6 months 28 days ago
If a retailer of, say, a single but sizable store that still knew mostly about their inventory—of quantity and of quality—it could be presented to customers in controlled ways. Both in-person and online. And when they occurred, returns could be factored in as either brought back by whim (and, hopefully, within a reasonable amount of time) or good reason (perhaps not of the quality expected) and so forth. And their business could, just, move along. However, we crossed that threshold of return control long ago, and before the internet. It started when one store, to take customers from another, decided they would let their shoppers buy based more on pure impulse—and while saying they could bring it back, anytime. Without rules that might dissuade purchases to start (I know, why would retailers ever wanna do that?), it created a brewing free-for-all mentality among the masses, that’s blown its pot lately. Further, for years I used to think a lot (and think again) about what I was buying. Partly because I was (and can be) rather… Read more »
Steve Montgomery
BrainTrust

As noted by the comments already made, there are a number of reasons for the increase in returns. As previously noted on RetailWire, one way to cut the cost of returns is determine who the abusers of the return policies are and address it.

storewanderer
Guest
6 months 28 days ago
I see it in stores too. There seem to be way more returns this year than ever before, likely compounded by lack of staff to put returns away. I think consumers have gotten into the nasty habit of overbuying. The consumer has gotten a very entitled attitude when it comes to returns and their “right” to overbuy or speculative buy. It looks like retailers are going to need to make some changes to adjust consumer behavior on this. This won’t be customer friendly and there may still be too much competition in the US. Retailers rarely refund shipping on returns, but what about all of the free shipping where you can get full value back on a refund? Target can deduct the value of “free shipping” (which buried into your invoice details online is applied as a discount allocated to each item ordered) from a return but doesn’t seem to apply such a policy it in practice. Might be time for retailers to think about applying that concept. Another option is expansion of the dreaded… Read more »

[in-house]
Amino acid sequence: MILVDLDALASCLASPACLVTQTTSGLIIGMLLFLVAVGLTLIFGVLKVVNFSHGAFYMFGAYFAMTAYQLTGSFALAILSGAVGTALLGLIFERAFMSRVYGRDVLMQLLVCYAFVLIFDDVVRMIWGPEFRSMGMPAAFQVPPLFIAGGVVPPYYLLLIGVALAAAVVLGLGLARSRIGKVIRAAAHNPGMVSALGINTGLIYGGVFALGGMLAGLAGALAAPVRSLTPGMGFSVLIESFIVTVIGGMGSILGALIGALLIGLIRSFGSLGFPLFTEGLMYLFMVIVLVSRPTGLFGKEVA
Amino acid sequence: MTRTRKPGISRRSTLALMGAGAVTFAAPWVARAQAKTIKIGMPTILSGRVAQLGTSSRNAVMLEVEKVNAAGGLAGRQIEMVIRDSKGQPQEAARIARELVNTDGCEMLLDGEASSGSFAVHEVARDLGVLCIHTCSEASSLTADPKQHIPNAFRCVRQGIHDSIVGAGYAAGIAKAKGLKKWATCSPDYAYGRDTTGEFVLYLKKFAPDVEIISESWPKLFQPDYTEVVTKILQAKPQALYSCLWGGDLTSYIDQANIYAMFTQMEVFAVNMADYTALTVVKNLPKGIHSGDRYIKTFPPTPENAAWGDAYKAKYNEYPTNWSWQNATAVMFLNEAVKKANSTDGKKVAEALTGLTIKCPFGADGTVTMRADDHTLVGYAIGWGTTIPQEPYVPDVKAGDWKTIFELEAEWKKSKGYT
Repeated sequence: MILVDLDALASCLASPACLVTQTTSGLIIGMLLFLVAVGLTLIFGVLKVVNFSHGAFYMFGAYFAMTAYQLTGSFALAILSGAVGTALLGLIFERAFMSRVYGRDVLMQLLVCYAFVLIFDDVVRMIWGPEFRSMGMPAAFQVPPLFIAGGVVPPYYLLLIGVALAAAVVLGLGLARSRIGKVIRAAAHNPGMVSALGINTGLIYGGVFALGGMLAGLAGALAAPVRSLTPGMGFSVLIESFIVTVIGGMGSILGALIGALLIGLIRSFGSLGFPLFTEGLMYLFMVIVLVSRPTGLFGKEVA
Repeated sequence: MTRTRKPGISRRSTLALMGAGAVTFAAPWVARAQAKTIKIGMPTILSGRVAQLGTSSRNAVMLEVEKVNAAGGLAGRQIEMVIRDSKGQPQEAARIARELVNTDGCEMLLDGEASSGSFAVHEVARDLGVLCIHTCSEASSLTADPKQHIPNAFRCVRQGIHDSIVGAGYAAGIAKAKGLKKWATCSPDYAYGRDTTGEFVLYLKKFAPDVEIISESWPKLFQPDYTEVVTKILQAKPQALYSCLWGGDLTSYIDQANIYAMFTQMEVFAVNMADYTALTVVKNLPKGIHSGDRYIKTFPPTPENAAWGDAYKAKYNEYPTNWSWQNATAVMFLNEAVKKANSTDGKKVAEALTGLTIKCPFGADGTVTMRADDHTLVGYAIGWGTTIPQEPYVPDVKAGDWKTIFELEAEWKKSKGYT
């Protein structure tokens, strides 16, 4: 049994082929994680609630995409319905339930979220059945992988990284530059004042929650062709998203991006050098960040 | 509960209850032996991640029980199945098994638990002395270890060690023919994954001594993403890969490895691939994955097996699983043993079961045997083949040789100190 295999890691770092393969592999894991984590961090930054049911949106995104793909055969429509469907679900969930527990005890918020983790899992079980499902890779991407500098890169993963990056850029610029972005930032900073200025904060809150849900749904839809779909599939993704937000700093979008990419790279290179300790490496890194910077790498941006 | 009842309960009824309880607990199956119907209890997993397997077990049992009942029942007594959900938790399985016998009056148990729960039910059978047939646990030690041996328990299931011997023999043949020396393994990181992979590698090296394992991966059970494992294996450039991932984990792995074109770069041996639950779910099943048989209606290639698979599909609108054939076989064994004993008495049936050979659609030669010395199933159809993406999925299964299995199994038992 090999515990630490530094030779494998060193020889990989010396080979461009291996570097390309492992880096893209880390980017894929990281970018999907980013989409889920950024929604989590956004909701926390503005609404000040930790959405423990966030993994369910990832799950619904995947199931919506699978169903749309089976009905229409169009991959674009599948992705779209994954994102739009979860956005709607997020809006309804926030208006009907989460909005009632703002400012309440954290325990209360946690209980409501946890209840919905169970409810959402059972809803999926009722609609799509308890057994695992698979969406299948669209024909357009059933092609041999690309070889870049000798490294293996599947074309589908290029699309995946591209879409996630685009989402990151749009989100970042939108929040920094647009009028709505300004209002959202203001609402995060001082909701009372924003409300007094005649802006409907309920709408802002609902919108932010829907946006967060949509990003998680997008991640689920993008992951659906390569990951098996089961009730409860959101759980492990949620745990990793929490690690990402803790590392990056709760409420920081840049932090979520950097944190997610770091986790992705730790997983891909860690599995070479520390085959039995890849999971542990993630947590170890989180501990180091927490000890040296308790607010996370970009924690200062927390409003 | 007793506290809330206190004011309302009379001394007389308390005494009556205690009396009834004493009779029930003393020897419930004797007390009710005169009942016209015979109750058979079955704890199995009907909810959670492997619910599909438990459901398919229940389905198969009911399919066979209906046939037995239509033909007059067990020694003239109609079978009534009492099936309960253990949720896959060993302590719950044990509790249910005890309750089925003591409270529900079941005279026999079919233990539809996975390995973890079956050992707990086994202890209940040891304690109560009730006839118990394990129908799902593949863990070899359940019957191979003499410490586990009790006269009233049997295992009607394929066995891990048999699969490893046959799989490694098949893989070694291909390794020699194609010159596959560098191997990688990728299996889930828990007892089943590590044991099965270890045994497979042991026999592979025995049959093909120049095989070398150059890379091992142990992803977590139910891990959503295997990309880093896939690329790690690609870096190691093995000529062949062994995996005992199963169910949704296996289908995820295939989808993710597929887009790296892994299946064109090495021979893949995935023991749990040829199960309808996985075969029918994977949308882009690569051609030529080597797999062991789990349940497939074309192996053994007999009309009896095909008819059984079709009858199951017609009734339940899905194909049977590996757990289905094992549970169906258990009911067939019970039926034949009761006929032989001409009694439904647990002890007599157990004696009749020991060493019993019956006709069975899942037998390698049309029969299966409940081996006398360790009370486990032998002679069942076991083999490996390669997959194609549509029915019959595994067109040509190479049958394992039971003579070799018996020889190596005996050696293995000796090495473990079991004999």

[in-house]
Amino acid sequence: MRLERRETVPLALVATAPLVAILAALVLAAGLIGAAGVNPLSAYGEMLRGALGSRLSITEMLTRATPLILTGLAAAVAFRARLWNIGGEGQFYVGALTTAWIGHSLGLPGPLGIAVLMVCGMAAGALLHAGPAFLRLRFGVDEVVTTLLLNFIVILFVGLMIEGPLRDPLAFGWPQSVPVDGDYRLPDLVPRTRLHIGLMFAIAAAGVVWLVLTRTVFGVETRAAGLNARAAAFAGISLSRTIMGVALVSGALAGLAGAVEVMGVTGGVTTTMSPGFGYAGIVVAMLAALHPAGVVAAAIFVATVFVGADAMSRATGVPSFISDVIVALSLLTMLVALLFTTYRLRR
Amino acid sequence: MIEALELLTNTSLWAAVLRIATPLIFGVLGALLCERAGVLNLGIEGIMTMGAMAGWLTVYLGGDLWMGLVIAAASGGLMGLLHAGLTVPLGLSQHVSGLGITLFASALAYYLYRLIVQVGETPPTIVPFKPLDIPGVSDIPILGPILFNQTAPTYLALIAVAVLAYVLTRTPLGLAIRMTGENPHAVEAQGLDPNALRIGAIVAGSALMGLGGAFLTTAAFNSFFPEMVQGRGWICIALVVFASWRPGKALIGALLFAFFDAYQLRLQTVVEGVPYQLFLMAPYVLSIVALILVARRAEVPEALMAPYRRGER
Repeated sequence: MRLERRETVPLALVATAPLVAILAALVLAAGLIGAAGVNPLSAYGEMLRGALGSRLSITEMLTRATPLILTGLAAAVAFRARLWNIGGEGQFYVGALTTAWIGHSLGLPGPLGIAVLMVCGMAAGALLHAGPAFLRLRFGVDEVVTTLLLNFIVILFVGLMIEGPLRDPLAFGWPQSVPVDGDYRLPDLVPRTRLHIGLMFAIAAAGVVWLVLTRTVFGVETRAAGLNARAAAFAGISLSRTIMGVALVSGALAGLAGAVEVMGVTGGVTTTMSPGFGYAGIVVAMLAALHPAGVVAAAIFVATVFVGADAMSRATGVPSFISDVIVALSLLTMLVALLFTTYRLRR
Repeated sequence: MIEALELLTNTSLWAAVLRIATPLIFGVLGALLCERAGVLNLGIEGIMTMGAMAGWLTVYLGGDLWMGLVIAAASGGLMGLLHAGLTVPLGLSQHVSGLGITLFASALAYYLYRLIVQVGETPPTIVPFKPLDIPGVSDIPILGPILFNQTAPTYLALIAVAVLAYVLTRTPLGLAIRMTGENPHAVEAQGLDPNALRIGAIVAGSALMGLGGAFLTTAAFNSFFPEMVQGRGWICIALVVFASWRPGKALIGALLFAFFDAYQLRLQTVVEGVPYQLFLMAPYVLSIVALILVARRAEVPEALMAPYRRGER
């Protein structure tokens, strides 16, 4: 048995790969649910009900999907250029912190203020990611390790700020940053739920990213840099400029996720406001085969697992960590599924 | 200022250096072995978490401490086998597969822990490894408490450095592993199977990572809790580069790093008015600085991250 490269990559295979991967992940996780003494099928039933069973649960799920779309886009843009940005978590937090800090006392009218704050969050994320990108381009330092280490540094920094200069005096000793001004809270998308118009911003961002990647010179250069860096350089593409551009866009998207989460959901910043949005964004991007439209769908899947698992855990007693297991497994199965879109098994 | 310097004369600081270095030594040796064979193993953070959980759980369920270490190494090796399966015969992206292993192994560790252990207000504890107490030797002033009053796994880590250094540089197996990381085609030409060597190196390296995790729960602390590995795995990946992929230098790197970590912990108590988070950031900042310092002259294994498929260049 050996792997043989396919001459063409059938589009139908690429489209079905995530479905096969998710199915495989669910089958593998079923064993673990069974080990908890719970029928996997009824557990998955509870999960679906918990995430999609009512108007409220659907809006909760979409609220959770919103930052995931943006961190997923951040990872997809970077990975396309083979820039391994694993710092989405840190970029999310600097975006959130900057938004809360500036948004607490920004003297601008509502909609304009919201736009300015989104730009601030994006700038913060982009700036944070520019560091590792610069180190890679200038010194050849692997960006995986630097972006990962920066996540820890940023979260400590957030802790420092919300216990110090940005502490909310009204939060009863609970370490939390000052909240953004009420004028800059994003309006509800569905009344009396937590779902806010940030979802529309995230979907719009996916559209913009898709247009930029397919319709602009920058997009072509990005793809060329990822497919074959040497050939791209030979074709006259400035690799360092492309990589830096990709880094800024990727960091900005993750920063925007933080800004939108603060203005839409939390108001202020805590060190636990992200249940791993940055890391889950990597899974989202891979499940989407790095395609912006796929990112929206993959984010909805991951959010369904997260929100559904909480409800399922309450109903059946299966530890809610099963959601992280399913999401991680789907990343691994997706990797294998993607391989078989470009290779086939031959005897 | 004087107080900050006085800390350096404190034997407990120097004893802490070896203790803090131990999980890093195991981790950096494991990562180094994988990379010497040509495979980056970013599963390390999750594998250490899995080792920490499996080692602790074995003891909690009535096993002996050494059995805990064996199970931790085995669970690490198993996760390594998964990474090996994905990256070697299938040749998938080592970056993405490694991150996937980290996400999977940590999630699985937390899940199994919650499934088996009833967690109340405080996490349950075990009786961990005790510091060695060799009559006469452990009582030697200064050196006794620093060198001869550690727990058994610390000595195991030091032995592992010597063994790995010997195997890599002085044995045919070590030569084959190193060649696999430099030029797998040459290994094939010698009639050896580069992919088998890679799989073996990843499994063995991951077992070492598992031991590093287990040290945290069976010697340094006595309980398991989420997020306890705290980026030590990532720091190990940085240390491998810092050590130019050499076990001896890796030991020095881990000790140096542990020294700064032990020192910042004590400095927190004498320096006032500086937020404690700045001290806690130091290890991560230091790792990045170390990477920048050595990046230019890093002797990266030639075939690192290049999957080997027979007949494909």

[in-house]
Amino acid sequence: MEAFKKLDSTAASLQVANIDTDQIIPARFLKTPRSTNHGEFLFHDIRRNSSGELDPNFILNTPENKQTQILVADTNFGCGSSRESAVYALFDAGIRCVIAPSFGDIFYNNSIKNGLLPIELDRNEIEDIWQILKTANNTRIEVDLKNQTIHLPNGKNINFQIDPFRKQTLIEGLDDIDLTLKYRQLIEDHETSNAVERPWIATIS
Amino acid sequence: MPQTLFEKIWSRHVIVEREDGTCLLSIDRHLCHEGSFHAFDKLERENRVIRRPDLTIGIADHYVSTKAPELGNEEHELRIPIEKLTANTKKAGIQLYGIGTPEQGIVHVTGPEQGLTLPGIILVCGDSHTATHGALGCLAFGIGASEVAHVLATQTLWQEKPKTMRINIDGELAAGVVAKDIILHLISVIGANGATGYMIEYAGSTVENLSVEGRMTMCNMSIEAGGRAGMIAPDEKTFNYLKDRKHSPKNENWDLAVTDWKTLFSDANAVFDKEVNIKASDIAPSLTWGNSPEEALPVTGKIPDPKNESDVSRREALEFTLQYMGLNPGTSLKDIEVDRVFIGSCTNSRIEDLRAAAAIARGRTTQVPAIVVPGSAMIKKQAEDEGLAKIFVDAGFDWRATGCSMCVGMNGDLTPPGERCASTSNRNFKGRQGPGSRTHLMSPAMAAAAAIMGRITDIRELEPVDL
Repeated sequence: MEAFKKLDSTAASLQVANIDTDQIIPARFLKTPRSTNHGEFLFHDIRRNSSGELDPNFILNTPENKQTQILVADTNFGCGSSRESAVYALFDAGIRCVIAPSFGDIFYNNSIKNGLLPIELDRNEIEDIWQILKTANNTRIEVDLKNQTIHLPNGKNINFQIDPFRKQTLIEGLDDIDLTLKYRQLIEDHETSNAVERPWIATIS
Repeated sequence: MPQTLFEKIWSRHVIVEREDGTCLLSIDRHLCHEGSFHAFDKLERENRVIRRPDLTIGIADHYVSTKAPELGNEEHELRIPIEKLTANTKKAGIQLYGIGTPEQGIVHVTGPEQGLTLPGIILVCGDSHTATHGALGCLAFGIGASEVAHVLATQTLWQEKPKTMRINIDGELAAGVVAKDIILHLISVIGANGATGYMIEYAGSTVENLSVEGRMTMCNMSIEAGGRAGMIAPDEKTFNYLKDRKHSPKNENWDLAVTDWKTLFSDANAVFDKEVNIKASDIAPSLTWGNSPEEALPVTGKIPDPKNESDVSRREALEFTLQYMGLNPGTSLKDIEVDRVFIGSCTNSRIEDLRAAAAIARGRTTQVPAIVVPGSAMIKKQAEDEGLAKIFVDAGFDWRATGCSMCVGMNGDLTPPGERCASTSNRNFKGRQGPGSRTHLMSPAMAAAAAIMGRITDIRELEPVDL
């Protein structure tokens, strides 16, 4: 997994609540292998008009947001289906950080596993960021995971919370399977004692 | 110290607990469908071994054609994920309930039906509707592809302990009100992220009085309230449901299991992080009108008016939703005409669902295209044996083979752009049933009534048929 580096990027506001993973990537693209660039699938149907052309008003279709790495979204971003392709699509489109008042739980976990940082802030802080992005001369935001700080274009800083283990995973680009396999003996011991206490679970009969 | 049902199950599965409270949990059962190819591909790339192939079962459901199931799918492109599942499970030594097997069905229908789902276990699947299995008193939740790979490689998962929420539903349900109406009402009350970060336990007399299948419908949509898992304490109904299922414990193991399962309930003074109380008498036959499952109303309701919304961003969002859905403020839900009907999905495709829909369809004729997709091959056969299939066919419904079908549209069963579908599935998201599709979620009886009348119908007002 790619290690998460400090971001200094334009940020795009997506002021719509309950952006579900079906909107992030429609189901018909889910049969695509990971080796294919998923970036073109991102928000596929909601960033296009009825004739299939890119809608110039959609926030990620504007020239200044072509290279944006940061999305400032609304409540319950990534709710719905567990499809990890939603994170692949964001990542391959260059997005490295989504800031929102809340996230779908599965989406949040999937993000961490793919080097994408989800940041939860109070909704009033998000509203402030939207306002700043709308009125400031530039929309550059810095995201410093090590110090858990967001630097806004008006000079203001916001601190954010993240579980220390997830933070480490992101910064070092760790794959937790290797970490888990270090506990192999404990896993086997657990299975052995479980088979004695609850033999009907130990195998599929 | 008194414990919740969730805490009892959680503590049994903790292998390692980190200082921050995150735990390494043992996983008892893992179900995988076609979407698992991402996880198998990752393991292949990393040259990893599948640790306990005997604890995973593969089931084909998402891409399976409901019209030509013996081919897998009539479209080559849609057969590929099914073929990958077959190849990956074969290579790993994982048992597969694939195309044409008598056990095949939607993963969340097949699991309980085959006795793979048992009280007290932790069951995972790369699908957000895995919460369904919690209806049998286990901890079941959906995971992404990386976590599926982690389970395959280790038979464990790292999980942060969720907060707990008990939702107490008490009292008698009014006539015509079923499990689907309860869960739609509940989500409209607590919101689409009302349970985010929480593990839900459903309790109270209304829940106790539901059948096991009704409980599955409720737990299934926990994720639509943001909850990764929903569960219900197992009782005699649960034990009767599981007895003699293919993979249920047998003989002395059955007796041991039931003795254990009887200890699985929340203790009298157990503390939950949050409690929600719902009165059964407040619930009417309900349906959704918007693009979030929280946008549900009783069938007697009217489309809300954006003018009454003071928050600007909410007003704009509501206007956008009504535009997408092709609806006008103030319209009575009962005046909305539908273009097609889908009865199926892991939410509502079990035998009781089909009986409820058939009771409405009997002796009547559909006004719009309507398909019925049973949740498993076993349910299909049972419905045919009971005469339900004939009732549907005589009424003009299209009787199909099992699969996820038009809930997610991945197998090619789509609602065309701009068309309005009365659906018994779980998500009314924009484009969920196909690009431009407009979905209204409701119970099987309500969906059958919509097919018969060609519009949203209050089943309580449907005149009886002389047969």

Anil Patel
BrainTrust

Returns have always been high in eCommerce (30%-40%). However, the rate of product returns in the brick and mortar has remained rather low (5%-10%). Now that these traditional retailers are trying to hop on the digital bandwagon, they are astounded by the huge product returns in eCommerce.

Going digital is not a choice anymore. Just like eComm, traditional retailers will have to accept this fact and design their business models in a way that they can sustain a high level of product returns. Moreover, traditional retailers can also leverage their brick and mortar stores to allow for product trials, better in-person interactions, and most importantly PRODUCT RETURNS.

gscottglaser@gmail.com
Guest

Our entire industry has been too focused on making the returns process more convenient for the customer. The most customer-friendly (and P&L friendly, and environmentally-friendly, etc.) thing we could do is work much harder on eliminating the need for returns in the first place. Which, given the growth in online sales, means having great analytics in place to identify product and site merchandising issues at the SKU level. Better visuals, better product information, UGC enabled at the product level, better sizing/fit tools, etc. will all create more confident consumer purchases and lead to fewer returns. But it all starts with analytics: knowing where to focus.

wpDiscuz
Braintrust
"The challenge is for retailers to get the sale right in the first place by offering the right product in the right sizes while helping customers through their choices online."

Take Our Instant Poll

Will returns be more or less problematic for retailers a year from now?

View Results

Loading ... Loading ...